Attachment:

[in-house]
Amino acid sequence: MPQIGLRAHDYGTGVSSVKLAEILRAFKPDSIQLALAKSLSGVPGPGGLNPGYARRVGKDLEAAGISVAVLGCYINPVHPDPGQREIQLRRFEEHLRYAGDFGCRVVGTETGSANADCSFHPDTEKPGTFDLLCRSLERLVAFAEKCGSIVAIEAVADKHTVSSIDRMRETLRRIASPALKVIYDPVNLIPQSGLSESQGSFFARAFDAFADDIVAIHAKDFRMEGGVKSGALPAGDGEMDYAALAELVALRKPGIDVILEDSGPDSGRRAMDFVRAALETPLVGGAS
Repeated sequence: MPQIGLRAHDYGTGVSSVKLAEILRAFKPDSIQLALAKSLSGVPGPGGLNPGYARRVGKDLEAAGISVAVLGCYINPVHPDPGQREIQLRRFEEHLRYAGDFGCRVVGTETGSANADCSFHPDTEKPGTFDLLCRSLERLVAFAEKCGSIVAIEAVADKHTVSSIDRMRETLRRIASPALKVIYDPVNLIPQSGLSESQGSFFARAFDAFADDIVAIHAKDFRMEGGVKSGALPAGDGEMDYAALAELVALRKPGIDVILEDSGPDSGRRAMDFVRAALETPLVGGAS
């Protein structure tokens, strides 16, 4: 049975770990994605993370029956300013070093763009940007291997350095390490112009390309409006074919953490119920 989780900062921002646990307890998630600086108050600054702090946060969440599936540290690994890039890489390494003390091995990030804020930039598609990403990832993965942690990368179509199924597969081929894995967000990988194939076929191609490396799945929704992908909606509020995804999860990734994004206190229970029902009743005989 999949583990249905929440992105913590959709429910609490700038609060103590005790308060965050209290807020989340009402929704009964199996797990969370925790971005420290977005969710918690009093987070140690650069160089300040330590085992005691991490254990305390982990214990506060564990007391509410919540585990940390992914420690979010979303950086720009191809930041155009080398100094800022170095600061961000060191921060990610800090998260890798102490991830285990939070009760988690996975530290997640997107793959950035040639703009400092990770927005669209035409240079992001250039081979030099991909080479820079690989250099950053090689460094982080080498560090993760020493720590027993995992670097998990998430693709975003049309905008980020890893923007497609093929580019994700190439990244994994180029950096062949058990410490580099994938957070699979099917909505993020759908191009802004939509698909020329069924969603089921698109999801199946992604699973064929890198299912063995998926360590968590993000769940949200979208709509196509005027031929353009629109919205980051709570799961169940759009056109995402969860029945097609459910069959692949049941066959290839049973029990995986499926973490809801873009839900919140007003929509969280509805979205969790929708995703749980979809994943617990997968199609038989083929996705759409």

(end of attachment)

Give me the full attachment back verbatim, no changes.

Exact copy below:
[in-house]
Amino acid sequence: MPQIGLRAHDYGTGVSSVKLAEILRAFKPDSIQLALAKSLSGVPGPGGLNPGYARRVGKDLEAAGISVAVLGCYINPVHPDPGQREIQLRRFEEHLRYAGDFGCRVVGTETGSANADCSFHPDTEKPGTFDLLCRSLERLVAFAEKCGSIVAIEAVADKHTVSSIDRMRETLRRIASPALKVIYDPVNLIPQSGLSESQGSFFARAFDAFADDIVAIHAKDFRMEGGVKSGALPAGDGEMDYAALAELVALRKPGIDVILEDSGPDSGRRAMDFVRAALETPLVGGAS
Repeated sequence: MPQIGLRAHDYGTGVSSVKLAEILRAFKPDSIQLALAKSLSGVPGPGGLNPGYARRVGKDLEAAGISVAVLGCYINPVHPDPGQREIQLRRFEEHLRYAGDFGCRVVGTETGSANADCSFHPDTEKPGTFDLLCRSLERLVAFAEKCGSIVAIEAVADKHTVSSIDRMRETLRRIASPALKVIYDPVNLIPQSGLSESQGSFFARAFDAFADDIVAIHAKDFRMEGGVKSGALPAGDGEMDYAALAELVALRKPGIDVILEDSGPDSGRRAMDFVRAALETPLVGGAS
């Protein structure tokens, strides 16, 4: 049975770990994605993370029956300013070093763009940007291997350095390490112009390309409006074919953490119920 989780900062921002646990307890998630600086108050600054702090946060969440599936540290690994890039890489390494003390091995990030804020930039598609990403990832993965942690990368179509199924597969081929894995967000990988194939076929191609490396799945929704992908909606509020995804999860990734994004206190229970029902009743005989 999949583990249905929440992105913590959709429910609490700038609060103590005790308060965050209290807020989340009402929704009964199996797990969370925790971005420290977005969710918690009093987070140690650069160089300040330590085992005691991490254990305390982990214990506060564990007391509410919540585990940390992914420690979010979303950086720009191809930041155009080398100094800022170095600061961000060191921060990610800090998260890798102490991830285990939070009760988690996975530290997640997107793959950035040639703009400092990770927005669209035409240079992001250039081979030099991909080479820079690989250099950053090689460094982080080498560090993760020493720590027993995992670097998990998430693709975003049309905008980020890893923007497609093929580019994700190439990244994994180029950096062949058990410490580099994938957070699979099917909505993020759908191009802004939509698909020329069924969603089921698109999801199946992604699973064929890198299912063995998926360590968590993000769940949200979208709509196509005027031929353009629109919205980051709570799961169940759009056109995402969860029945097609459910069959692949049941066959290839049973029990995986499926973490809801873009839900919140007003929509969280509805979205969790929708995703749980979809994943617990997968199609038989083929996705759409």